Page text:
St. Sampson continued his former austere manner of life, abstaining wholly from flesh, sometimes eating only once in two or three days, and often passing the whole night in prayer standing, though sometimes when he watched the night he took a little rest, leaning his head against a wall.

Dol was then an island on flat marshlands, though the coastline has changed, and it is now about eight kilometres inland. Mont Dol, a large flat-topped rock, had been the site of druidic sacrifices, and Samson made that his hermitage.

Samson is revered as one of the seven founding saints of Brittany, along with Saint Pol Aurelian, Saint Tugdual (Tudwal), Saint Brieuc, Saint Malo, Saint Patern, and Saint Corentin.  Dol was overwhelmed by a catastrophic tidal wave in 709, and there is now no trace of the monastery. Samson’s relics were taken to Canterbury and Ely in the time of King Athelstan of Wessex (895 –939).

The primary source for his biography is the Vita Sancti Samsonis, written sometime between 610 and 820 and clearly based on earlier materials.

Image: L’icône de St. Samson de Dol peinte pour l’Association orthodoxe sainte Anne (Bretagne). Photo by Massalim. (4)

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Saint Victor I, Pope, Martyr

July 28

Today is the feast day of Pope Saint Victor I.  Ora pro nobis.

Saint Victor I date of birth is unknown.  The “Liber Pontificalis” makes him a native of Africa and gives his father the name of Felix.  This authority, taking the “Liberian Catalogue” as its basis, gives the years 186-197 as the period of Victor’s episcopate.

The Armenian text of the “Chronicle” of Eusebius (Leipzig, 1911, p. 223) places the beginning of Victor’s pontificate in the seventh year of the reign of the Emperor Commodus (180-87) and gives it a duration of twelve years; in his “Church History” (V, xxxii, ed. Schwarts, Leipzig, 1902, p. 486) Eusebius transfers the beginning of the pontificate to the tenth year of the reign of Commodus and makes it last ten years.

There was peace throughout much of Pope Victor’s reign. Internal dissensions during this era affected the Church at Rome. The dispute over the celebration of Easter grew more acute. The Christians at Rome, who had come from the province of Asia, were accustomed to observe Easter on the 14th day of Nisan, whatever day of the week that date might happen to fall on, just as they had done at home. This difference inevitably led to trouble when it appeared in the Christian community of Rome.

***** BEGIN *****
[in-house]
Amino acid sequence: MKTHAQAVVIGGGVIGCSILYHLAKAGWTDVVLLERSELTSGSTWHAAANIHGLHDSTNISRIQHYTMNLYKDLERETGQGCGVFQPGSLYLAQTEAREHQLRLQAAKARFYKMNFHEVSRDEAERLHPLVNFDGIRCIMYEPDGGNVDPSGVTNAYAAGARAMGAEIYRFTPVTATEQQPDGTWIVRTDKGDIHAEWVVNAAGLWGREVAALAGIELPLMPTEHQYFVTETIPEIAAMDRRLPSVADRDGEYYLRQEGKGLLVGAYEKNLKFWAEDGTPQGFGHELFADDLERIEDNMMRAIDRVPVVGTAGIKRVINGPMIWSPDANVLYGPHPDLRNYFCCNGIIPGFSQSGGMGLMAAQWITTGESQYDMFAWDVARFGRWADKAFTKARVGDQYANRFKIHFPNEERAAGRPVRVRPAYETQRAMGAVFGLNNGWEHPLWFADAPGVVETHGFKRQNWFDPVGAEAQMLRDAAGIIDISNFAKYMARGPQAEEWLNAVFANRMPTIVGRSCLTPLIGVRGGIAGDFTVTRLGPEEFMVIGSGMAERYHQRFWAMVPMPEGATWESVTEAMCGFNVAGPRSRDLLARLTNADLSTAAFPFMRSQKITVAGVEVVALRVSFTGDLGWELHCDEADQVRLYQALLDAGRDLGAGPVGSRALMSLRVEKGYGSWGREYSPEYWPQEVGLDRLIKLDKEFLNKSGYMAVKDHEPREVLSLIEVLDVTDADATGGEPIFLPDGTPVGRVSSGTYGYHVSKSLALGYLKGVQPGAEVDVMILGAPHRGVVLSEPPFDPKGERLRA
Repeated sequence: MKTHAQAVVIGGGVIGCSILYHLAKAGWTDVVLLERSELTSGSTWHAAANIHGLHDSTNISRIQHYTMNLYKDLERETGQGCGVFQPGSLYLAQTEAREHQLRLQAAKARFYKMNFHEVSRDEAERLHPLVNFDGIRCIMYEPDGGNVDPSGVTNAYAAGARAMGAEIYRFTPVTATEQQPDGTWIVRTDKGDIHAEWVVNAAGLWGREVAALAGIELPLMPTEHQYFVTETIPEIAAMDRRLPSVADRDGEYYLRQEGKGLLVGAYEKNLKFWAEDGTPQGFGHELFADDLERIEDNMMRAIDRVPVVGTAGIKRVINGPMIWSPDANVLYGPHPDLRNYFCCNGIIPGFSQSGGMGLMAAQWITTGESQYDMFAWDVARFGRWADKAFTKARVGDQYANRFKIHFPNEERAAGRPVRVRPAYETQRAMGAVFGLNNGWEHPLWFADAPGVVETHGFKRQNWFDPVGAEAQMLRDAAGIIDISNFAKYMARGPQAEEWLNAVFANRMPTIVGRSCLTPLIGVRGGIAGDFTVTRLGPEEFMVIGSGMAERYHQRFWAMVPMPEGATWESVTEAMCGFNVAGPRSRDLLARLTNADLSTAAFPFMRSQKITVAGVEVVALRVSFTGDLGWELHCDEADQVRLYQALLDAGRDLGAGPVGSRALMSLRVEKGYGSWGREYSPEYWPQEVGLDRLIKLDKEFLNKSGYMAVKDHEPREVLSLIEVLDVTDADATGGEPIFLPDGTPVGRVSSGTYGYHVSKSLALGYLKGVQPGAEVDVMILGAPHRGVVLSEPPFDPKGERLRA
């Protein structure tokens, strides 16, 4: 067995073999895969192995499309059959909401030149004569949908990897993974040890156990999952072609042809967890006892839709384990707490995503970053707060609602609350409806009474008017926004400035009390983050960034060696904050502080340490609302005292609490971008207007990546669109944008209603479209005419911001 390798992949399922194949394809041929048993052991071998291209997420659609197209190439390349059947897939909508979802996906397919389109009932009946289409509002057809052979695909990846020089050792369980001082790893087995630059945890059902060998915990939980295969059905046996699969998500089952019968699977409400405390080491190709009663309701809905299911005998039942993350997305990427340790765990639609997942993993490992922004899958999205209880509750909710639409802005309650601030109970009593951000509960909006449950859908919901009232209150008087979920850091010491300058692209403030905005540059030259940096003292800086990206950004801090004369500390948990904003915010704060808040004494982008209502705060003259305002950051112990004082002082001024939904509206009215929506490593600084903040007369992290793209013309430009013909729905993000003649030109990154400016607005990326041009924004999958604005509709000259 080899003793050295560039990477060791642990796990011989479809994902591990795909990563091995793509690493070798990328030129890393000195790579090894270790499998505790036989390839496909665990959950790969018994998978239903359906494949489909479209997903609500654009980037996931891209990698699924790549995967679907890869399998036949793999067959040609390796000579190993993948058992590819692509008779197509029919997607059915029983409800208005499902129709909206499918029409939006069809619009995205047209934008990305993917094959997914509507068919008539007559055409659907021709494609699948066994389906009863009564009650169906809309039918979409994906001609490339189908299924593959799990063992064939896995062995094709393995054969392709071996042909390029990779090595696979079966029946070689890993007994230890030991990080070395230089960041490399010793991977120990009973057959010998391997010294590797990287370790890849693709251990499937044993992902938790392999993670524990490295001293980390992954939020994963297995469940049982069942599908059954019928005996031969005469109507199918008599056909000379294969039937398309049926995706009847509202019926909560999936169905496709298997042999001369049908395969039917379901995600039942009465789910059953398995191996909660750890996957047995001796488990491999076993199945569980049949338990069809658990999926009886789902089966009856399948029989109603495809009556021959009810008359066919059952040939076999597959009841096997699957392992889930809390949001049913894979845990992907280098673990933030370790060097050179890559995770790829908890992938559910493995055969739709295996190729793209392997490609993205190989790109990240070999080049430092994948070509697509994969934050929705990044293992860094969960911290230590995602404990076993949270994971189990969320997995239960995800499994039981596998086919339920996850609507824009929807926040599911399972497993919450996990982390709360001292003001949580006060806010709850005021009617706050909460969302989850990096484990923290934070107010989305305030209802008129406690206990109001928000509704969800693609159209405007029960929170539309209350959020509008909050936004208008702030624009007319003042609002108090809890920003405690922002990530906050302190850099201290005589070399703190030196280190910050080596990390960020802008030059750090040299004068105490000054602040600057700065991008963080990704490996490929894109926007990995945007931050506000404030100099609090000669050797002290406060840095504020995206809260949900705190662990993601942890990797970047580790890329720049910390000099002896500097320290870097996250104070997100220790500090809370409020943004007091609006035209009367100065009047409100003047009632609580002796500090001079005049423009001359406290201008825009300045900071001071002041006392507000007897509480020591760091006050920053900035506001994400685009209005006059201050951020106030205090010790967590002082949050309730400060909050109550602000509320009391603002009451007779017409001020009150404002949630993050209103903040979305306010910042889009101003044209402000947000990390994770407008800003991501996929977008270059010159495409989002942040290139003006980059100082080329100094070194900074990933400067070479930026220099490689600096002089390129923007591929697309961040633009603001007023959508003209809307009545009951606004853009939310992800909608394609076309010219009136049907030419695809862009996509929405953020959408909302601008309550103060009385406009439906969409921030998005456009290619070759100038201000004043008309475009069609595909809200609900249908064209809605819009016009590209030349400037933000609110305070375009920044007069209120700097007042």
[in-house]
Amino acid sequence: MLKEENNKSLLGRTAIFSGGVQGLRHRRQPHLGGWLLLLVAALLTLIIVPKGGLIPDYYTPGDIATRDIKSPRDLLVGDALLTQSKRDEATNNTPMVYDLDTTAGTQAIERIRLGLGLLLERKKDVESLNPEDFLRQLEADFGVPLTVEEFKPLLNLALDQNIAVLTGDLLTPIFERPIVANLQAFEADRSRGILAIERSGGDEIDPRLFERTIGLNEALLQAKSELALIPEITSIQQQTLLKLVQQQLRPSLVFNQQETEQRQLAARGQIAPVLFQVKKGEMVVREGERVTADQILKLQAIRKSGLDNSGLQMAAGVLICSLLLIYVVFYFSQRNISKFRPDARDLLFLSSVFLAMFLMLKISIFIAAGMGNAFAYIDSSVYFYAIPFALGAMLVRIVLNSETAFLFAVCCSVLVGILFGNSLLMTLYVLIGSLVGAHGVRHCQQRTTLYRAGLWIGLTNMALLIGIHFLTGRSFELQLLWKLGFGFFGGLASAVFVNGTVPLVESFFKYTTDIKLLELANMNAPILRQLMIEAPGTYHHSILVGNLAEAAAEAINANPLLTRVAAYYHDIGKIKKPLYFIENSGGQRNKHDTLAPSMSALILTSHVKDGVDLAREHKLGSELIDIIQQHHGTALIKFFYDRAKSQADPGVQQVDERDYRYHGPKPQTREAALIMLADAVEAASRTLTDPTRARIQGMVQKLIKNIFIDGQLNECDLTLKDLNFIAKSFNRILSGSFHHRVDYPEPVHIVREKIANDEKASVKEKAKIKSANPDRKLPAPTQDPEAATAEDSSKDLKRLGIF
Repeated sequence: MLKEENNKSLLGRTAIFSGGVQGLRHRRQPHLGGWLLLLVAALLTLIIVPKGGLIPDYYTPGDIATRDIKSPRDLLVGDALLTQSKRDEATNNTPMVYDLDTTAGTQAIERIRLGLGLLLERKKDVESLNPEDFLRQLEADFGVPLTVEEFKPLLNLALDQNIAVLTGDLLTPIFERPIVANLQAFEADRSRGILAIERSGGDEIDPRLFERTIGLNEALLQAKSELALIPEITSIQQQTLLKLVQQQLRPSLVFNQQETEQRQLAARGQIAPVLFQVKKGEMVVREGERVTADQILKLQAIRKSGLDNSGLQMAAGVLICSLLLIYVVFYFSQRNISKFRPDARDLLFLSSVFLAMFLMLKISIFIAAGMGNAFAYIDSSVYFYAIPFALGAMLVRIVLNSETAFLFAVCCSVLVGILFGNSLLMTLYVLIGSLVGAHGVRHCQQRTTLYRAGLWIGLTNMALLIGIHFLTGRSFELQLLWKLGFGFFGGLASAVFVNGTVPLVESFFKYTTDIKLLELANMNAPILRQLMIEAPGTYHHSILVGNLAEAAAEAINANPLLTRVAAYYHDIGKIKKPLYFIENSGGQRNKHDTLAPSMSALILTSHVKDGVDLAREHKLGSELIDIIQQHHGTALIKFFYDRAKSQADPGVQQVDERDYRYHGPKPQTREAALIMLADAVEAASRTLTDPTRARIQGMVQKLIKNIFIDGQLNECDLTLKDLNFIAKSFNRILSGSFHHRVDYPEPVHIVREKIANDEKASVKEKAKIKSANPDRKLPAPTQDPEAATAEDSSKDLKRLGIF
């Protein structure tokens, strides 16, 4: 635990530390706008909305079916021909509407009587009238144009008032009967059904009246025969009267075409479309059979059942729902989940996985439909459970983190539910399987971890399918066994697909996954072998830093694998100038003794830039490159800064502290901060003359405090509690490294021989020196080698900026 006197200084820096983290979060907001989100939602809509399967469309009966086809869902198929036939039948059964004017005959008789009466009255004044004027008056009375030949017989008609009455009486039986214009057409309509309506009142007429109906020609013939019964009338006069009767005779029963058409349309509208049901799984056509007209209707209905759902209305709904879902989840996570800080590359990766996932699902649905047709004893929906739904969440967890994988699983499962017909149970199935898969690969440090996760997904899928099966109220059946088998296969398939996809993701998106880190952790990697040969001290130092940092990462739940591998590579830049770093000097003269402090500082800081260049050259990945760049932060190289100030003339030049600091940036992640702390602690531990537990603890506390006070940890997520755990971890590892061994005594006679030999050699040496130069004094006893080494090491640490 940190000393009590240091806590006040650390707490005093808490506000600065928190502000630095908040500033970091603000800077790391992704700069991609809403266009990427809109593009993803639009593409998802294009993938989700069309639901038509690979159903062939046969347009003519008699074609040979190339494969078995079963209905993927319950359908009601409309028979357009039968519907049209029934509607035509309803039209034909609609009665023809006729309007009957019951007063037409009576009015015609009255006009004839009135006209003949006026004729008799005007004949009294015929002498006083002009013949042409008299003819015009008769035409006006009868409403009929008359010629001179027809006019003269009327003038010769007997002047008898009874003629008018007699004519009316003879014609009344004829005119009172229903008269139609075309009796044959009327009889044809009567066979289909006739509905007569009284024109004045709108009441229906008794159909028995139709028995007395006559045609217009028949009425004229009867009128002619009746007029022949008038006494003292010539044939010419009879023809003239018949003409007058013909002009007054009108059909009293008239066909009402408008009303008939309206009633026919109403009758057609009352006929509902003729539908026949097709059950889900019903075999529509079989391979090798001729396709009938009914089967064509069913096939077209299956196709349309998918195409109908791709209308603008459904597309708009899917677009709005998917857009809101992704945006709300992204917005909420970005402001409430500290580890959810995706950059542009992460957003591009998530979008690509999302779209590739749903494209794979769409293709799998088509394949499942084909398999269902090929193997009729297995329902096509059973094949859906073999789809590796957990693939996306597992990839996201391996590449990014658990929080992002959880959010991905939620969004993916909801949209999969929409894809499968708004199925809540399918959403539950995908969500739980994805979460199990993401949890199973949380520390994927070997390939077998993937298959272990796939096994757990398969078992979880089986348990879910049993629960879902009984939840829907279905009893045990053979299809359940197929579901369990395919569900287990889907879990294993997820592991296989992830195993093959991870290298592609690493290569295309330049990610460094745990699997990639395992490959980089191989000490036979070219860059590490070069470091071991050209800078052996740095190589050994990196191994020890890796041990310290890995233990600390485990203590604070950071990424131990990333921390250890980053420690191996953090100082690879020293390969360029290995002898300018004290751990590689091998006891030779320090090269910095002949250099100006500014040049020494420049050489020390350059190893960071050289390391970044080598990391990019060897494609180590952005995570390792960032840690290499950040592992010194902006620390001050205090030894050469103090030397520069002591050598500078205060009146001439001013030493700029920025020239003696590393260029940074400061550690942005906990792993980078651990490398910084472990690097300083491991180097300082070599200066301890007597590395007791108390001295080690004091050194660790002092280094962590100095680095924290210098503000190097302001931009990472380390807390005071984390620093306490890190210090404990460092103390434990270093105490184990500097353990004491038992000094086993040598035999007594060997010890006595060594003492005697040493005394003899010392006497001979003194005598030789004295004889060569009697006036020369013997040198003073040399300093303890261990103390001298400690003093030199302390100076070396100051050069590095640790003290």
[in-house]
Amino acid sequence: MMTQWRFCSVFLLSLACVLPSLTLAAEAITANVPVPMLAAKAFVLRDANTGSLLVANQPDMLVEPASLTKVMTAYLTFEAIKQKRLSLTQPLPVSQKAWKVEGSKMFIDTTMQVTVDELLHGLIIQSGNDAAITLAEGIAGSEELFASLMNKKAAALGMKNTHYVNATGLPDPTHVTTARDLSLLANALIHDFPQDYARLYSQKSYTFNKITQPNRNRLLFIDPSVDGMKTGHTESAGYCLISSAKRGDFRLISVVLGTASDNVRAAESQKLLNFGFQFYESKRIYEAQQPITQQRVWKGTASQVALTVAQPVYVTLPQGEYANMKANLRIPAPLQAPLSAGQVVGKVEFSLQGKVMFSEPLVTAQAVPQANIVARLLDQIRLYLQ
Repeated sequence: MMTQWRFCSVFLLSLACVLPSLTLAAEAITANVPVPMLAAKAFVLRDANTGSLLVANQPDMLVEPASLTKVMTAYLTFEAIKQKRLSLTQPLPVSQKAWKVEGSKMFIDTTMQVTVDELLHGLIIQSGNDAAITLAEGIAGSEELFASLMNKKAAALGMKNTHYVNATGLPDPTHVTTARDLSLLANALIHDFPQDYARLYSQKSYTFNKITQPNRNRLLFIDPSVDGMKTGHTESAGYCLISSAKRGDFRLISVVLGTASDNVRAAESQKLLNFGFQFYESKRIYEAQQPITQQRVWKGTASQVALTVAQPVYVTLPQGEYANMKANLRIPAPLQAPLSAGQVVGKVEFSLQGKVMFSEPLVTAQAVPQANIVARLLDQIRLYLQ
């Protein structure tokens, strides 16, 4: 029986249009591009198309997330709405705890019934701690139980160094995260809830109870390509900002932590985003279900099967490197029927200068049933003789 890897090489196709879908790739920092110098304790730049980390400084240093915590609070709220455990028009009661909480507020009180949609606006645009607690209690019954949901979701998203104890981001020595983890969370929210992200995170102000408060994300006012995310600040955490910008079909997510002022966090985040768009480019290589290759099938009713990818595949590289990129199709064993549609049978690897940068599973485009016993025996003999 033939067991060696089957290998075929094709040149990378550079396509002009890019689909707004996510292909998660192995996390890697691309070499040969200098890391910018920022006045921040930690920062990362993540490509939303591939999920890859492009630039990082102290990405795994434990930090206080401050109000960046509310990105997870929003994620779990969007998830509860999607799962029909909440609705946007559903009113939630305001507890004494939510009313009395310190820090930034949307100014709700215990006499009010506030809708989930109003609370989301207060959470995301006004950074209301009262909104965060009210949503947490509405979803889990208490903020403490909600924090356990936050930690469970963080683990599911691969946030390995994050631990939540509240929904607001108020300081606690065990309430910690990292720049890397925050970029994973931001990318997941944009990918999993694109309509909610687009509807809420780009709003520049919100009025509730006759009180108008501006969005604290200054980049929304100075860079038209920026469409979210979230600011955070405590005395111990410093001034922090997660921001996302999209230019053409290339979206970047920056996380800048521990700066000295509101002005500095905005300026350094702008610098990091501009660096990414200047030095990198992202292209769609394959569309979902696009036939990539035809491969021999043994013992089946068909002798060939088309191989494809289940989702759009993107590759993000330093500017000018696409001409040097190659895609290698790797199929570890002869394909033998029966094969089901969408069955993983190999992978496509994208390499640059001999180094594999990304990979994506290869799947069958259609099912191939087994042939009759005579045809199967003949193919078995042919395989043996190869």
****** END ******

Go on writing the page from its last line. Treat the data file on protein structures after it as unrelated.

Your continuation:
Pope Victor decided, therefore, to bring about unity in the observance of the Easter festival and to persuade the Quartodecimans to join in the general practice of the Church. He wrote, therefore, to Bishop Polycrates of Ephesus and induced the latter to call together the bishops of the province of Asia in order to discuss the matter with them. This was done; but in the letter sent by Polycrates to Pope Victor he declared that he firmly held to the Quartoceciman custom observed by so many celebrated and holy bishops of that region.

Victor called a meeting of Italian bishops at Rome, which is the earliest Roman synod known. He also wrote to the leading bishops of the various districts, urging them to call together the bishops of their sections of the country and to take counsel with them on the question of the Easter festival. Letters came from all sides: from the synod in Palestine, at which Theophilus of Caesarea and Narcissus of Jerusalem presided; from the synod of Pontus over which Palmas as the oldest presided; from the communities in Gaul whose bishop of Irenaeus of Lyons; from the bishops of the Kingdom of Osrhoene; also from individual bishops, as Bakchylus of Corinth. These letters all unanimously reported that Easter was observed on Sunday. Victor, who acted throughout the entire matter as the head of Catholic Christendom, now called upon the bishops of the province of Asia to abandon their custom and to accept the universally prevailing practice of always celebrating Easter on Sunday. In case they would not do this he declared they would be excluded from the fellowship of the Church.